15. A butcher bought 12 head of beef cattle of equal
BARTER. 101
weight, for 240 dollars, which he sells again for 4 cents per
pound ; what ought each one to weigh, that the butcher may
have the hides and tallow as clear gain ?
Ans. 4:cwt. Iqr. 24Z&.
SECTION 11.
BARTER.
BARTER is the exchanging of one commodity for another
at the rates agreed upon by their owners.
$
RULE.
Proceed by the rules of reduction and proportion, as the
nature of the question may require.
EXAMPLE.
1. How many yards of linen at 50 cents per yard must
be given for 6^ yards of broadcloth, at 4 dollars 50 cents
per yard ?
4,50 dollars
6*
2700
112J
28,12$
c. yd. D. c. yds.
As 50 : 1 :: 28,12* : 56% Ans.
2. A has 320 bushels of salt at 1 dollar 20 cents per
bushel, for which B agrees to pay him 160 dollars in cash
and the rest in coffee at 20 cents per pound ; how much cof
fee must A receive? Ans. 1120 Ib.
3. How much rye at 70 cents per bushel must be given
for 28 bushels of wheat, at 1 dollar 25 cents per bushel ?
Ans. 50 bushels.
4. A barters 319 Ib. of coffee at 23* cents per pound,
with B for 250 yards of muslin ; what does the muslin cost
A per yard 1 Ans. 30 cents nearly.
5. C has flour at 5 dollars per barrel, which he barters
12
102 EXCHANGE.
to D at a profit of 20 per cent, for tea which cost 1 dollar
25 cents per pound ; at what rate must D sell the tea to
make the barter equal? Ans. I doll, 50 cts. per Ib.
6. A has cloth which cost him 2 dollars 50 cents per yard,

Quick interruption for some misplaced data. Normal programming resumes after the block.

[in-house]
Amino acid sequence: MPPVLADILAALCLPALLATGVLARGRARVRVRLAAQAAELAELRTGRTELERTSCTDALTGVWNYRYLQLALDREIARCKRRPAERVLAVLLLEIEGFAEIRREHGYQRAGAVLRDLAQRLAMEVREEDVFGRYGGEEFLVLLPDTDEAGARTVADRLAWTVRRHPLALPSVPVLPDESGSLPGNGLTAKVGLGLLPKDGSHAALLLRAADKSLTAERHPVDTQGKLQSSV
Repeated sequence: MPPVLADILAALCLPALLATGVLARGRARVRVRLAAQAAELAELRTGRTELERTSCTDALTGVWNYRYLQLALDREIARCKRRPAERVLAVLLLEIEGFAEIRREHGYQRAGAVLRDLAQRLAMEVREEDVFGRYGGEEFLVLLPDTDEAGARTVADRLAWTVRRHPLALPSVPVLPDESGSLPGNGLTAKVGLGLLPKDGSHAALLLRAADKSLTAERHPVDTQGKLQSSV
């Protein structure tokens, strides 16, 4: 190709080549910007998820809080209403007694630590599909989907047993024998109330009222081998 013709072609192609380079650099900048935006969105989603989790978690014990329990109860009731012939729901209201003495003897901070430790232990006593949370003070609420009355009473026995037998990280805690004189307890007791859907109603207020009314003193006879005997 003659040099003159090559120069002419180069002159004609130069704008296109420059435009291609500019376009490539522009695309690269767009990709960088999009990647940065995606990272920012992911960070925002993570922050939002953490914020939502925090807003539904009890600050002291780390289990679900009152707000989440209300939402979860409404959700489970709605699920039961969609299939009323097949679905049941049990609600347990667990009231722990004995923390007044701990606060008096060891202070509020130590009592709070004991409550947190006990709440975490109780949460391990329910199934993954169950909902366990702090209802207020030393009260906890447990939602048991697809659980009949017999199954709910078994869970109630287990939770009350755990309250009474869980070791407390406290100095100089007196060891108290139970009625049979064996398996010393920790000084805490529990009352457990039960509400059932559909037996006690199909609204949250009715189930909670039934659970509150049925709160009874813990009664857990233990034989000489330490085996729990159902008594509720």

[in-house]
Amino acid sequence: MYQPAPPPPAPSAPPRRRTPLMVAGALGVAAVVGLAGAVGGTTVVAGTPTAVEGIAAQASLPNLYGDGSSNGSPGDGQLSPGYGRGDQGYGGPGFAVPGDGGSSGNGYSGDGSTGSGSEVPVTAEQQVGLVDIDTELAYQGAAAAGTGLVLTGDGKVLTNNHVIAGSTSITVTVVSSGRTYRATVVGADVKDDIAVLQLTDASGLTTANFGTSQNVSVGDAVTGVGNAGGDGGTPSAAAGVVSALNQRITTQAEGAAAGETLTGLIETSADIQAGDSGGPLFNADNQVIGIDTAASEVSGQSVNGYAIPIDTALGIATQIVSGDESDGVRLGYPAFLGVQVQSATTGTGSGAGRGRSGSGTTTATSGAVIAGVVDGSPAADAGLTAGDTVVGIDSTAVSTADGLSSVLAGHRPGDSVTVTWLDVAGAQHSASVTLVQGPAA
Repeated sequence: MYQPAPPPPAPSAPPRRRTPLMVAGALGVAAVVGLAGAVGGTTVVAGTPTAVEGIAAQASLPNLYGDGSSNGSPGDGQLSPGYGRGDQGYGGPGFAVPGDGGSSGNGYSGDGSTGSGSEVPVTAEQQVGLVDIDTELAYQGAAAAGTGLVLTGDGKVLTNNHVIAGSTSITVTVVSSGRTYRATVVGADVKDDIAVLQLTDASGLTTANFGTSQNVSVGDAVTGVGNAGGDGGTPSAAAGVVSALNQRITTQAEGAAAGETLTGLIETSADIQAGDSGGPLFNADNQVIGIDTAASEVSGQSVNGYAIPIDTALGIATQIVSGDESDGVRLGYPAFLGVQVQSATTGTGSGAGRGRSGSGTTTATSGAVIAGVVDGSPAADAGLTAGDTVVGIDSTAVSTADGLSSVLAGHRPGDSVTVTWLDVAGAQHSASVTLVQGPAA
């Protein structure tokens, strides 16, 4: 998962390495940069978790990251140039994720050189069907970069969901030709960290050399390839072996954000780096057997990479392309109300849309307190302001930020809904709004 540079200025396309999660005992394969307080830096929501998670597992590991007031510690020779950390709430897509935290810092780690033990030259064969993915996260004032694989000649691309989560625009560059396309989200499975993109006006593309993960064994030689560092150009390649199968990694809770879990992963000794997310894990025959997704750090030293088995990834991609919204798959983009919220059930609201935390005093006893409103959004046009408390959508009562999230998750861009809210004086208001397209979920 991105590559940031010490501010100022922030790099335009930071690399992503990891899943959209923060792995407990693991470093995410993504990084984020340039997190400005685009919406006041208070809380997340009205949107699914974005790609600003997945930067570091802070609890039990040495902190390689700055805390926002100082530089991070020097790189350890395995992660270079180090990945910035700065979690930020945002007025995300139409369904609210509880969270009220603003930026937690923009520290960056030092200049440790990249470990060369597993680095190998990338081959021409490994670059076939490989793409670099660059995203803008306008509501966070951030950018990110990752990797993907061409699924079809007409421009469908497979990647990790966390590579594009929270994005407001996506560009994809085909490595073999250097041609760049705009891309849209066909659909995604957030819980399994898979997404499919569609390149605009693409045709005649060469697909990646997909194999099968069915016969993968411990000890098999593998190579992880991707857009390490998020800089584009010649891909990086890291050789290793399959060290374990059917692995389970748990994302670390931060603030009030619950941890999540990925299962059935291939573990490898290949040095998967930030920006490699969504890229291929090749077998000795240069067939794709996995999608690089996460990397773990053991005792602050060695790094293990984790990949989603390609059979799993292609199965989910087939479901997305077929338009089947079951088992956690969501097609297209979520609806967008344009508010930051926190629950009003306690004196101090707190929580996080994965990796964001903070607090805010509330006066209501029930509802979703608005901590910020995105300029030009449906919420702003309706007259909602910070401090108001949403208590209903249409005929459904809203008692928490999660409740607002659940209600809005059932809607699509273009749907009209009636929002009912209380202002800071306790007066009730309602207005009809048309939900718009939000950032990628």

but in trade he must have 2 dollars 80 cents ; B has wheat
at 1 dollar 20 cents per bushel ; at how much per bushel
should he sell to A, to make the barter equal ?
Ans. I doll. 34f cents.
7. P has 240 bushels of rye which cost him 90 cents per
oushel ; this he barters with Q at 95 cents per bushel for
wheat which stands Q 99 cents per bushel ; how many bushels
of wheat is he to receive in barter, and at what price, that
their gains may be equal ?
Ans. 218/y bushels, at 1 doll. 4 cts. per bushel.
8. A gives B in barter 26lb. 4oz. of cinnamon, at 1 dol
lar 28 cents per pound, for rice at 6 cents per pound ; how
much rice must A receive ? Ans. 5 cwt.
9. C and D barter ; C has muslin that cost him 22 cents
per yard, and he puts it at 25 cents ; D's cost him 28 cents
per yard ; at what price must he put it to gain 10 per cent,
more than C ? Ans. 34 cents per yard.
10. A buys 250 barrels of flour from B, at 6 dollars 25
cents per barrel, in payment B takes 4 cwt. of coffee at 30
cents per pound, 64 pounds of tea at 1 dollar 75 cents per
Ib. 25 yards of broadcloth at 6 dollars per yard, 206 dollars
10 cents in cash, and the balance in salt, at 8 dollars per
barrel ; how many barrels of salt must B receive ?
Ans. 120 barrels.
SECTION 12.
EXCHANGE.
EXCHANGE is the reducing the money, coin, &c. of one
tate or country to its equivalent in another.
Par is equality in value ; but the course of exchange is
often above or below pcu .
Agiu is a term sometimes used, to express the difference .
between bank and current money.
Case 1.
To change the currency of one state into that of another.
EXCHANGE
RULE.
Work by the Rule of Three ; or by the theorems in the
following table :
* The New England
and Maine.
Note. In some part*
Louisiana, Mississippi, I
GQ
O
f ?
. 
~ p
p
r
OKI
5 2
CL ^
^i 3
o' co
!>
"~i P
CD 3
R?'
^1
II
5* P~*

02
ri
3 p:
Cta
CD
[TABLE, exhibiting
Theorems fo
p
P CD
.0
sr
CD
02
i ,*JL^
K
>l *
Is 3
i
l^ 3
CD o
O 02
P C
CD cT
t
f.^
s ^**
11 B
o '>'
01 ^T
co r
^ 2 s^ s
^^ S
P CD p
* P
cr
jj* Q
P^ O
^. re a ^
Ct5 ^5
0> "
a
<^
p. ^ s" 3"
 1" 3'
50 ^^f
f!
o 4 S

^&^J
a^&'S s
** S 5
j 1
P
t * J^
O5 p
Sf
*m
Ril
ii
*"* JO
0
^ c^
o> i sr
C^
"S _
> .
53 S*
s'S ;
' ll I